The Third Policeman by Flann O'Brien
How I got this book: The Library
Why I read this book: It was on the list of 1001 books to read before you die.
A man besotted with the work of the scholar de Selby becomes an accomplice in a murder, then is taken on a hellish trip through rural Ireland, a place where the policemen appear to be utterly obsessed with bicycles.
It is difficult to be too specific in any synopsis of the plot, for fear of giving the climax away - well, giving it away as much as it actually can be given away. Most of the events of the plot whirl past dizzyingly, almost incomprehensibly, in Alice-in-Wonderland style.
In fact, that's probably a good indicator of how far you'll get with this book. If you were charmed by the random parade of characters and set-pieces in the Alice books, there's a pretty good chance you'll be charmed by the same in The Third Policeman.
As it happens, I had no patience for Alice; no patience for wackiness for its own sake.
Likewise, in the case of this book - While I totally understand that there is a certain humour in having your characters on the floor hunting for an object much too small to be seen by the naked eye, understanding that it was intended to be amusing did not translate to me, the reader, finding it amusing in the slightest.
I may have slightly maligned The Third Policeman in comparing it to the Alice stories. In its favour, there is intended to be more depth to it than the mere representation of a child's flight of fantasy, a certain depth that has no doubt been integral to its association with the TV series Lost.
Actually, the section of the book I most enjoyed were really the little deviations that the unnamed narrator goes on, expounding upon the unhinged theories of de Selby - perhaps, terribly enough, because they gave the additional benefit of respite from all the "wackiness" of the main flow of the plot.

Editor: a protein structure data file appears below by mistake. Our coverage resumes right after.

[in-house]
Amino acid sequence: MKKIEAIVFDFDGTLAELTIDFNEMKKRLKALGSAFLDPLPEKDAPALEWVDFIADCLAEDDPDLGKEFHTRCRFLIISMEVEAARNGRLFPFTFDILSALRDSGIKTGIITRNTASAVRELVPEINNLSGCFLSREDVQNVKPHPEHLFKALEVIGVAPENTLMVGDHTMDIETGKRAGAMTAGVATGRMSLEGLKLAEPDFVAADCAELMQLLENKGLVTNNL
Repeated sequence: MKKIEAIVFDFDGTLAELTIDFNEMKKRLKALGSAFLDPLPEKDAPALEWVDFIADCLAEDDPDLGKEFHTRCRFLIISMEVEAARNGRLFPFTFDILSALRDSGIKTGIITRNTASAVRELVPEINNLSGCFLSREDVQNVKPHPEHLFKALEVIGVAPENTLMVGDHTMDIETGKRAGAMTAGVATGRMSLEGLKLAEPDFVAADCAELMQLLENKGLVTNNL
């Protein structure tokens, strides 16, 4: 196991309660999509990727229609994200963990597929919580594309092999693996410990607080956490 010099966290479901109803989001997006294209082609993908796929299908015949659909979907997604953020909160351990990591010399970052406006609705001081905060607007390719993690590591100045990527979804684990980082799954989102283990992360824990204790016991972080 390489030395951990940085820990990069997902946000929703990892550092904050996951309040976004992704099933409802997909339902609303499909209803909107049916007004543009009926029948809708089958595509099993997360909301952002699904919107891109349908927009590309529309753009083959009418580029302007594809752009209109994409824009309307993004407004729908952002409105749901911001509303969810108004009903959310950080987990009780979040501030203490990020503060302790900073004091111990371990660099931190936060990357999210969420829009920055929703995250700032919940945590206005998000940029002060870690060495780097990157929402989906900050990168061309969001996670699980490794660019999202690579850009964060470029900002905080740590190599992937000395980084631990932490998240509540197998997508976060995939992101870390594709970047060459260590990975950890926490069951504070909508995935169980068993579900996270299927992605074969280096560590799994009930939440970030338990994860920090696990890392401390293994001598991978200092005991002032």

I'm afraid I'm going to have to give The Third Policeman only 2 stars, but with the caveat that some are definitely going to enjoy it more than I have.
Oh no! I adored this book - depsite having read the forward and been totally spoiled on the ending of the novel - hense reading it the entire time knowing what no one should know until the very end!ReplyDelete
That being said, I was a HUGE fan of Lost, and picked this book up becuase it was on the Lost Lit List - and fell in love.
I've read other O'Brien novels since and this book makes the rest pale in comparison.
The part about how roads were meant to be travelled in only one direction? And the part about how if you walk a road too long it becomes a part of you, and part of you becomes the road? Gorgeous.
And the part about how people who ride bicycles around begin to acquire bike-like behaviors, and the bike then acquired people-like behaviors? Interesting.
And the part about how mirrors that reflect you into other mirrors, where you see multiple you's, are acutally showing you younger versions of youself...? Amazing!
Oooh I love Alice AND Lost. I might have to check this one out. Good review though! I love that even though you didn't enjoy this, you still wrote a thoughtful review!ReplyDelete
I agree with Jamie. It's hard to say that you disliked a book while really giving a reason backing it up at the same time as being tactful. I'm not sure if I'll pick this one up. It sounds interesting but from your review I'm not sure if I'll actually enjoy it.ReplyDelete
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